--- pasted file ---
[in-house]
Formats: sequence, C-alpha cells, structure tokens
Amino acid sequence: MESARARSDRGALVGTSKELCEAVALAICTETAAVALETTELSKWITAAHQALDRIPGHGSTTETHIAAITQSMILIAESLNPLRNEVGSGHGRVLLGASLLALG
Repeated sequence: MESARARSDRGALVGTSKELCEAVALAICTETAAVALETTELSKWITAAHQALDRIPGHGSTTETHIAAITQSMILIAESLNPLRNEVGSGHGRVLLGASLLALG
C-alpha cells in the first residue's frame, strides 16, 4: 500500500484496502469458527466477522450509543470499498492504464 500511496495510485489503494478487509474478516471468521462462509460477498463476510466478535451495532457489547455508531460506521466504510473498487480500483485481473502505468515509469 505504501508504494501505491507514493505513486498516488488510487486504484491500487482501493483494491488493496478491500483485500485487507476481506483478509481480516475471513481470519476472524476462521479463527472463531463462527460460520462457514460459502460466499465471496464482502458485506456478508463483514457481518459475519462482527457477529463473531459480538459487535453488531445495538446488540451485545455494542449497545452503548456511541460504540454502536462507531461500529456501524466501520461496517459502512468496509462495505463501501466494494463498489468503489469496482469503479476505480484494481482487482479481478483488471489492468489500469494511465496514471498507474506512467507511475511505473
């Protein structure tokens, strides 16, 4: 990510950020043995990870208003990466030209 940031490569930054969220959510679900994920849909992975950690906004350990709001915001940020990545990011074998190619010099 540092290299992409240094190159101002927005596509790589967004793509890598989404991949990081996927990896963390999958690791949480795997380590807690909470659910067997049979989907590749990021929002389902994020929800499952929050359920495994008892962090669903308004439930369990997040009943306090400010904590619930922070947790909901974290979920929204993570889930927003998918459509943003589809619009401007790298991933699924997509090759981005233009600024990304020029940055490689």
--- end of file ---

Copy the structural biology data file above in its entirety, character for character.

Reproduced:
[in-house]
Formats: sequence, C-alpha cells, structure tokens
Amino acid sequence: MESARARSDRGALVGTSKELCEAVALAICTETAAVALETTELSKWITAAHQALDRIPGHGSTTETHIAAITQSMILIAESLNPLRNEVGSGHGRVLLGASLLALG
Repeated sequence: MESARARSDRGALVGTSKELCEAVALAICTETAAVALETTELSKWITAAHQALDRIPGHGSTTETHIAAITQSMILIAESLNPLRNEVGSGHGRVLLGASLLALG
C-alpha cells in the first residue's frame, strides 16, 4: 500500500484496502469458527466477522450509543470499498492504464 500511496495510485489503494478487509474478516471468521462462509460477498463476510466478535451495532457489547455508531460506521466504510473498487480500483485481473502505468515509469 505504501508504494501505491507514493505513486498516488488510487486504484491500487482501493483494491488493496478491500483485500485487507476481506483478509481480516475471513481470519476472524476462521479463527472463531463462527460460520462457514460459502460466499465471496464482502458485506456478508463483514457481518459475519462482527457477529463473531459480538459487535453488531445495538446488540451485545455494542449497545452503548456511541460504540454502536462507531461500529456501524466501520461496517459502512468496509462495505463501501466494494463498489468503489469496482469503479476505480484494481482487482479481478483488471489492468489500469494511465496514471498507474506512467507511475511505473
């Protein structure tokens, strides 16, 4: 990510950020043995990870208003990466030209 940031490569930054969220959510679900994920849909992975950690906004350990709001915001940020990545990011074998190619010099 540092290299992409240094190159101002927005596509790589967004793509890598989404991949990081996927990896963390999958690791949480795997380590807690909470659910067997049979989907590749990021929002389902994020929800499952929050359920495994008892962090669903308004439930369990997040009943306090400010904590619930922070947790909901974290979920929204993570889930927003998918459509943003589809619009401007790298991933699924997509090759981005233009600024990304020029940055490689």